Following a review of John Lewis`s payment practices, it was discovered that it had been miscalculating holiday pay for the past seven years. John Lewis had been calculating holiday payments based on contracted weekly hours of employees. It failed to take into account the higher hourly wage rate of employees working on Sundays and bank holidays, as required by the Working Time Regulations 1998, which state that holiday pay should be based on the average hours and pay collected by employees in the last twelve weeks.
As a result, John Lewis will be paying a total of £40 million in compensation to 69,000 underpaid employees. The amount received by employees will vary depending on pay grades and shift patterns, but will average £580 per employee. £7 million will also be added to future pension liabilities.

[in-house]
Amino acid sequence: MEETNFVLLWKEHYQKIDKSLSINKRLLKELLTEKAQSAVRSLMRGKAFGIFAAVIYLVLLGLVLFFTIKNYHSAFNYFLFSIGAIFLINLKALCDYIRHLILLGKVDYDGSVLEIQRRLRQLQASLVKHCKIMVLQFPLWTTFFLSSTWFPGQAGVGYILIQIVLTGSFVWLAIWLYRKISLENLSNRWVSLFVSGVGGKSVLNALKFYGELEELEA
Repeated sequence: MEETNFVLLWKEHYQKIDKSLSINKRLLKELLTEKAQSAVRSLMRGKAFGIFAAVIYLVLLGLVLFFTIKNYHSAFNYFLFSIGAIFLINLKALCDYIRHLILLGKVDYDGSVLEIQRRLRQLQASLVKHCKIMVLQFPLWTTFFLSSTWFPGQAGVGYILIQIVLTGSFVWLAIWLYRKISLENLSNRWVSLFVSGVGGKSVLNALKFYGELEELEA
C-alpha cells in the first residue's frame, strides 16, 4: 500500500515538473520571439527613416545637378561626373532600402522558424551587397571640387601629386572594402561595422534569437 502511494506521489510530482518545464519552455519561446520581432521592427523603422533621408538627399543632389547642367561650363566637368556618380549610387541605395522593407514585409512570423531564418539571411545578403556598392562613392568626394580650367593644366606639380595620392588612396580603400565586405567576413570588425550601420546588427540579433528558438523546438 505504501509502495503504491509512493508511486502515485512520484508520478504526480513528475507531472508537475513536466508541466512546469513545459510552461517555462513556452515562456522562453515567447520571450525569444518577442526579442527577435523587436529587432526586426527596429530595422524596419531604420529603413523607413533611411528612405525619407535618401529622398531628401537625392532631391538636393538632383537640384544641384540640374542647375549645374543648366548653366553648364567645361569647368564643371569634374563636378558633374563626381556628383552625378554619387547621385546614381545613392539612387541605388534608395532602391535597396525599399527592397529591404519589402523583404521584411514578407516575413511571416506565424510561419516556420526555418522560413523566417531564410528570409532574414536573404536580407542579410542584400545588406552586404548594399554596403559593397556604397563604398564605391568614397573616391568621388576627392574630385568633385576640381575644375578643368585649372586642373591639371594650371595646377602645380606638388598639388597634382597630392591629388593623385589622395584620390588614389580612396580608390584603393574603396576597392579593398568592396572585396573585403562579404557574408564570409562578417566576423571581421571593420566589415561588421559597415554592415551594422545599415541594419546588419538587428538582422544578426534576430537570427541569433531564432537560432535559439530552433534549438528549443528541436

There have been recent calls to amend and simplify the rules surrounding holiday pay, as case law is no longer consistent with the literal wording of the Working Time Regulations.
This story serves as a reminder to ensure that holiday pay, whether paid at the time the employee takes their holiday, or paid in lieu of accrued leave upon termination of an employee’s contract, is calculated accurately, according to what the employee has actually earned in the previous twelve weeks and not just based on their contracted hours. For more information on calculating holiday pay, click here.